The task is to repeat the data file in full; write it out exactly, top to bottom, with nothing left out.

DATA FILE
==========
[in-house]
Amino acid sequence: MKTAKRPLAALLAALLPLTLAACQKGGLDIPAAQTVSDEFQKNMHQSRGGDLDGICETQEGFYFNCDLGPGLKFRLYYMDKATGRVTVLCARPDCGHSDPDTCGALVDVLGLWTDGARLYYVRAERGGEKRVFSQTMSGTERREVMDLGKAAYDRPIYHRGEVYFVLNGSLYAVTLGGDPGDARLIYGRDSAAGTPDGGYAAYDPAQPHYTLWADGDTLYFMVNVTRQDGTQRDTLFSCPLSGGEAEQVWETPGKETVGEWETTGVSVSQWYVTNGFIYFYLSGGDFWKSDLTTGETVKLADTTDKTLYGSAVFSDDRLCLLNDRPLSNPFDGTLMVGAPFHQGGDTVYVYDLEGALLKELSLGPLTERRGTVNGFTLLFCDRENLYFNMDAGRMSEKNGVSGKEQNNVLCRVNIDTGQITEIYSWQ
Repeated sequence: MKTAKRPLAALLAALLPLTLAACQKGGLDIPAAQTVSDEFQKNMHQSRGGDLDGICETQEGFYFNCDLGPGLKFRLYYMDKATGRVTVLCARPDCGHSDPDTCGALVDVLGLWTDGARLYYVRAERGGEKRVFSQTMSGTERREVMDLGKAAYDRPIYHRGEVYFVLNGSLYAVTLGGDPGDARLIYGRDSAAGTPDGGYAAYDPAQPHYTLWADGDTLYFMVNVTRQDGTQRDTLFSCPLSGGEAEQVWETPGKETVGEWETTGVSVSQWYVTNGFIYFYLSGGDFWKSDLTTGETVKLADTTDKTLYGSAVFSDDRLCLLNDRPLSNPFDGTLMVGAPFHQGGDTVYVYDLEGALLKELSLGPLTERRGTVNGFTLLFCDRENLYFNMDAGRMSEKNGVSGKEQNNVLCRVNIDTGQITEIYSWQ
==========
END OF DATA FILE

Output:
[in-house]
Amino acid sequence: MKTAKRPLAALLAALLPLTLAACQKGGLDIPAAQTVSDEFQKNMHQSRGGDLDGICETQEGFYFNCDLGPGLKFRLYYMDKATGRVTVLCARPDCGHSDPDTCGALVDVLGLWTDGARLYYVRAERGGEKRVFSQTMSGTERREVMDLGKAAYDRPIYHRGEVYFVLNGSLYAVTLGGDPGDARLIYGRDSAAGTPDGGYAAYDPAQPHYTLWADGDTLYFMVNVTRQDGTQRDTLFSCPLSGGEAEQVWETPGKETVGEWETTGVSVSQWYVTNGFIYFYLSGGDFWKSDLTTGETVKLADTTDKTLYGSAVFSDDRLCLLNDRPLSNPFDGTLMVGAPFHQGGDTVYVYDLEGALLKELSLGPLTERRGTVNGFTLLFCDRENLYFNMDAGRMSEKNGVSGKEQNNVLCRVNIDTGQITEIYSWQ
Repeated sequence: MKTAKRPLAALLAALLPLTLAACQKGGLDIPAAQTVSDEFQKNMHQSRGGDLDGICETQEGFYFNCDLGPGLKFRLYYMDKATGRVTVLCARPDCGHSDPDTCGALVDVLGLWTDGARLYYVRAERGGEKRVFSQTMSGTERREVMDLGKAAYDRPIYHRGEVYFVLNGSLYAVTLGGDPGDARLIYGRDSAAGTPDGGYAAYDPAQPHYTLWADGDTLYFMVNVTRQDGTQRDTLFSCPLSGGEAEQVWETPGKETVGEWETTGVSVSQWYVTNGFIYFYLSGGDFWKSDLTTGETVKLADTTDKTLYGSAVFSDDRLCLLNDRPLSNPFDGTLMVGAPFHQGGDTVYVYDLEGALLKELSLGPLTERRGTVNGFTLLFCDRENLYFNMDAGRMSEKNGVSGKEQNNVLCRVNIDTGQITEIYSWQ